Bob McCaw, working in the shop during Case's interview, popped out to express his own views of the helmet laws, which he did by extending a middle finger. (Admittedly, he did it with a smile.) To him, such a law would be another incursion on individuality. McCaw did confess that his own bike went down earlier this summer, just a couple months back, outside of Kansas City. Though Missouri's laws certainly require helmets, he wasn't riding with a hat that day, but he avoided a head hit. His arms, though, bear the distinct scars cause by road rash, with both of them streaked with red.

To him, what's galling is that on the Missouri side of the river, riders can zip around an urban environment on scooters of 49cc and below without helmets.

"Nobody," McCaw says with a straight face, "should ever ride a scooter."

If the gents at Case's Customs are strident about their feelings in support of helmetless riding, they'd find mixed reactions among colleagues. Mark Oldham works in sales at Moto Europa in Grand Center, part of the motorcycle-geared corridor including the Triumph Grill and the Moto Museum. He's also suffered a pretty good crash of own, which resulted in a recently broken arm. His ultimate feeling is that, no matter the legality on either side of the river, helmets are best worn, rather than admired.

"Most people I know feel the same way as I do," he says. "I think helmets are great, I'm not sure if everyone should be made to wear them; but anyone 21-or-under should be required to. Most teenagers are incapable of making an informed decision on this subject. I was. Fortunately, my dad was all about seat belts and helmets, so I was on board from the beginning. It's just too easy to make a small mistake and get severely injured in an accident that, had you been wearing a helmet, you would have come out unscathed.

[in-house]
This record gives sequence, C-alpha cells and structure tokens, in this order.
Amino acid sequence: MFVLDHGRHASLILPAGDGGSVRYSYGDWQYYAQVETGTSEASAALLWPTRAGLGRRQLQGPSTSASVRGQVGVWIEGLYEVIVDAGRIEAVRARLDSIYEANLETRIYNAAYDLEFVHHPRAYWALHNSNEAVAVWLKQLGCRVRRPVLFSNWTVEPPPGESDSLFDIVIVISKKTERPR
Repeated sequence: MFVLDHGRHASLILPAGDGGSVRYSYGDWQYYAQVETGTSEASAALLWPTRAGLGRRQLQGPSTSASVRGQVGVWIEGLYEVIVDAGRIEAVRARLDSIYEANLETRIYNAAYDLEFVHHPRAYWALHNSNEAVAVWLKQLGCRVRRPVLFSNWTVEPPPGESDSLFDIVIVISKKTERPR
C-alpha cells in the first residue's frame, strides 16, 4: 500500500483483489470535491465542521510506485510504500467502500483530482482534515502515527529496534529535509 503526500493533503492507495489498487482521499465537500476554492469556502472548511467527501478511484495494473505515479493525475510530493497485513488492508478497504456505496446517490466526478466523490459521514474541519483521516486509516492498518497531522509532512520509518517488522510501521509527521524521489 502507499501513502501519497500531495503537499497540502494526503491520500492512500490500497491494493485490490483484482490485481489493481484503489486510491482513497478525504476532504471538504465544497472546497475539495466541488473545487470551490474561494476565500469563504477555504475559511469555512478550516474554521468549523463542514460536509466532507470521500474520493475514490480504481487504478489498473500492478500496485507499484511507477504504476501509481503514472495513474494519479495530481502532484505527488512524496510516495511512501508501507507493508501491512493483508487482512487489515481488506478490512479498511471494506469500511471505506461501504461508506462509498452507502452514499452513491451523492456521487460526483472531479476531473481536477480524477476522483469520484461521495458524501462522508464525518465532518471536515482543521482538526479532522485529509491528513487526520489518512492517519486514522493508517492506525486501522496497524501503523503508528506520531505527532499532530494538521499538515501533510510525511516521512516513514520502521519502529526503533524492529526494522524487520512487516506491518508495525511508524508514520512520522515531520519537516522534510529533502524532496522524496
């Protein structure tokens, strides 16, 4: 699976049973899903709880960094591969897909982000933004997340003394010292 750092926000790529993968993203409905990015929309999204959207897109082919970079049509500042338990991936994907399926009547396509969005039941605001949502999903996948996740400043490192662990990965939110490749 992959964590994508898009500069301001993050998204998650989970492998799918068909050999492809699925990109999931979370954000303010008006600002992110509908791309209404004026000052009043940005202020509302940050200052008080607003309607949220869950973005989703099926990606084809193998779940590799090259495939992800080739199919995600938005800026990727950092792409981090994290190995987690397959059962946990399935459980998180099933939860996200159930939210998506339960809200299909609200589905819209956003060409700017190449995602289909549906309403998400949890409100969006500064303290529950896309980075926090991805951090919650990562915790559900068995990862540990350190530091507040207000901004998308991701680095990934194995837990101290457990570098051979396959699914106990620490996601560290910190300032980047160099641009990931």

"The helmets we sell range from around $100 for a decent half helmet to $850 for a top of the line Ducati-brand," he continues. "You can buy a really good quality full face helmet for around $350. There is an old saying '10 dollar head ... 10 dollar helmet.' I like good quality safety equipment, it makes sense. Why wouldn't you want to protect yourself with the best possible option?"

Attempts to repeal Missouri's mandatory helmet law are fairly common, with the legislature in 2009 approving a bill that would have lifted the requirement for people over 21. The governor vetoed it.

In Illinois, Rep. Mary Flowers, D-Chicago, has been a member of the state House since 1985, a goodly run that's seen her try to change the helmet law more than once. Her most recent attempt, House Bill 0285, wasn't able to gain much traction. Still, Flowers feels that time and education are moving sentiment about the law in her direction, especially one with caveats like HB 0285, which would've mandated helmets for those 26-and-under.

"It was important to me to address young people," she says. "To me, it's an important issue. And I realize that not every situation is the same. A law is not going to save everyone's life. I understand that, but I think it will save some tragic deaths."

Rep. Flowers provides anecdotal examples, incidents in which folks in her life, or among her constituency, have been affected by motorcycle crashes. She says she "respects everyone's opinions," including the vocal parties that argue against legislation, which can come through websites such as http://bikerights.com. But she'll be back with another bill.

"I never give up on legislation I believe in," she says. "I've been in office for 28 years and it once took about 16 years to get a piece through. Others can take five, or seven years. Let's work together to find a compromise, and I don't mind taking baby steps."

Thomas Crone is a freelance writer.